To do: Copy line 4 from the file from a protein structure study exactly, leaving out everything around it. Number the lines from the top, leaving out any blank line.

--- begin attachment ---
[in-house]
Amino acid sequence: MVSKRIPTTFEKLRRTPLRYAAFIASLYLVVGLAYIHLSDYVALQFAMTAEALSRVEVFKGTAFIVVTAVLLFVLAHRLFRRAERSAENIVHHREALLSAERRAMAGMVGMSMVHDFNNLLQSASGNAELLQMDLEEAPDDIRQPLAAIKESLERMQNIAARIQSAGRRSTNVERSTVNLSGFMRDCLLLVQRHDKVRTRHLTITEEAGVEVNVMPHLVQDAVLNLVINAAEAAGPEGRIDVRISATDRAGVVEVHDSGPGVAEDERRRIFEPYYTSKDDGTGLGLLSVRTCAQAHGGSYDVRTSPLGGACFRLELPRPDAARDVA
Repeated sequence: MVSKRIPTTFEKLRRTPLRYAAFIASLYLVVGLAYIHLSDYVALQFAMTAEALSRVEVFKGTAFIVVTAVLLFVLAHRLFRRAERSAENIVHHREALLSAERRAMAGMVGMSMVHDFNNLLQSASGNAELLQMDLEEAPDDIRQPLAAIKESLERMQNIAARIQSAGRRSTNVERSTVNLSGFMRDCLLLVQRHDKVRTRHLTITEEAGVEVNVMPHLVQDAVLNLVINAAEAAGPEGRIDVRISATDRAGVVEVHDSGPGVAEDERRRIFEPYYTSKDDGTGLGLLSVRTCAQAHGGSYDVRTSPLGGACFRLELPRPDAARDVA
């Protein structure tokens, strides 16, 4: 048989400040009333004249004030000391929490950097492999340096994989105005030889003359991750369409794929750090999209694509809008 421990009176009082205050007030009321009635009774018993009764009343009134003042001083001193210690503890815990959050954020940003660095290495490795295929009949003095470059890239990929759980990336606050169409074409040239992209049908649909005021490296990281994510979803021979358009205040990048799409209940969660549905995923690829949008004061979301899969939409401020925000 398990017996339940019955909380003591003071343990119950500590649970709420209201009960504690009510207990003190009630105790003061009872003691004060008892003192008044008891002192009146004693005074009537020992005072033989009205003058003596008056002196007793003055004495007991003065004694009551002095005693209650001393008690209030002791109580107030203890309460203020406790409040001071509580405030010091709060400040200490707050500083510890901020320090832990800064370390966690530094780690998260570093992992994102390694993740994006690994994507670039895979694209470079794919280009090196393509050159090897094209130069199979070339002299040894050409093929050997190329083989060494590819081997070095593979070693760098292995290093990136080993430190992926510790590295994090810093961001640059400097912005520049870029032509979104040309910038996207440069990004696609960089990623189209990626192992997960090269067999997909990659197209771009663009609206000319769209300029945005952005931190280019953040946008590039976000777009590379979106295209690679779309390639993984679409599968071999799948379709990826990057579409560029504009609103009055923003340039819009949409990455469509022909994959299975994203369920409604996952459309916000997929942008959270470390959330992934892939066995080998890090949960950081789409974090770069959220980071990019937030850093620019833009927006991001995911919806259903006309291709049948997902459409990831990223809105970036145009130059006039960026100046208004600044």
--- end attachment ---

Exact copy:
């Protein structure tokens, strides 16, 4: 048989400040009333004249004030000391929490950097492999340096994989105005030889003359991750369409794929750090999209694509809008 421990009176009082205050007030009321009635009774018993009764009343009134003042001083001193210690503890815990959050954020940003660095290495490795295929009949003095470059890239990929759980990336606050169409074409040239992209049908649909005021490296990281994510979803021979358009205040990048799409209940969660549905995923690829949008004061979301899969939409401020925000 398990017996339940019955909380003591003071343990119950500590649970709420209201009960504690009510207990003190009630105790003061009872003691004060008892003192008044008891002192009146004693005074009537020992005072033989009205003058003596008056002196007793003055004495007991003065004694009551002095005693209650001393008690209030002791109580107030203890309460203020406790409040001071509580405030010091709060400040200490707050500083510890901020320090832990800064370390966690530094780690998260570093992992994102390694993740994006690994994507670039895979694209470079794919280009090196393509050159090897094209130069199979070339002299040894050409093929050997190329083989060494590819081997070095593979070693760098292995290093990136080993430190992926510790590295994090810093961001640059400097912005520049870029032509979104040309910038996207440069990004696609960089990623189209990626192992997960090269067999997909990659197209771009663009609206000319769209300029945005952005931190280019953040946008590039976000777009590379979106295209690679779309390639993984679409599968071999799948379709990826990057579409560029504009609103009055923003340039819009949409990455469509022909994959299975994203369920409604996952459309916000997929942008959270470390959330992934892939066995080998890090949960950081789409974090770069959220980071990019937030850093620019833009927006991001995911919806259903006309291709049948997902459409990831990223809105970036145009130059006039960026100046208004600044």